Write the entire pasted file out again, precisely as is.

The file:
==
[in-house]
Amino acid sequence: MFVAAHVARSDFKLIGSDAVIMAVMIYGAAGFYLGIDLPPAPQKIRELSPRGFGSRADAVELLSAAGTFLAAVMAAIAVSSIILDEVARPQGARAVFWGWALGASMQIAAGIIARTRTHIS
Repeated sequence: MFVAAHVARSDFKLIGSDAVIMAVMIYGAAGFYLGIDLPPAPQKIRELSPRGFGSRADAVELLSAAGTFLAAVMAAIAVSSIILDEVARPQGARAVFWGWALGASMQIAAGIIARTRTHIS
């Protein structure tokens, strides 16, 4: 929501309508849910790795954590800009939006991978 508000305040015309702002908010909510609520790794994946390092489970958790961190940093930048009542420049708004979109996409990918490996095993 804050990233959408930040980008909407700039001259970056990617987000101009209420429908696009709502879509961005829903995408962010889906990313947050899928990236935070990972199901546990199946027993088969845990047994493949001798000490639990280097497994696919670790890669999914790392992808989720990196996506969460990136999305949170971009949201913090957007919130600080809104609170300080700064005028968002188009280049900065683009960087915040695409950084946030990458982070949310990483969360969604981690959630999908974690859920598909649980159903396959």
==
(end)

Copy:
[in-house]
Amino acid sequence: MFVAAHVARSDFKLIGSDAVIMAVMIYGAAGFYLGIDLPPAPQKIRELSPRGFGSRADAVELLSAAGTFLAAVMAAIAVSSIILDEVARPQGARAVFWGWALGASMQIAAGIIARTRTHIS
Repeated sequence: MFVAAHVARSDFKLIGSDAVIMAVMIYGAAGFYLGIDLPPAPQKIRELSPRGFGSRADAVELLSAAGTFLAAVMAAIAVSSIILDEVARPQGARAVFWGWALGASMQIAAGIIARTRTHIS
């Protein structure tokens, strides 16, 4: 929501309508849910790795954590800009939006991978 508000305040015309702002908010909510609520790794994946390092489970958790961190940093930048009542420049708004979109996409990918490996095993 804050990233959408930040980008909407700039001259970056990617987000101009209420429908696009709502879509961005829903995408962010889906990313947050899928990236935070990972199901546990199946027993088969845990047994493949001798000490639990280097497994696919670790890669999914790392992808989720990196996506969460990136999305949170971009949201913090957007919130600080809104609170300080700064005028968002188009280049900065683009960087915040695409950084946030990458982070949310990483969360969604981690959630999908974690859920598909649980159903396959």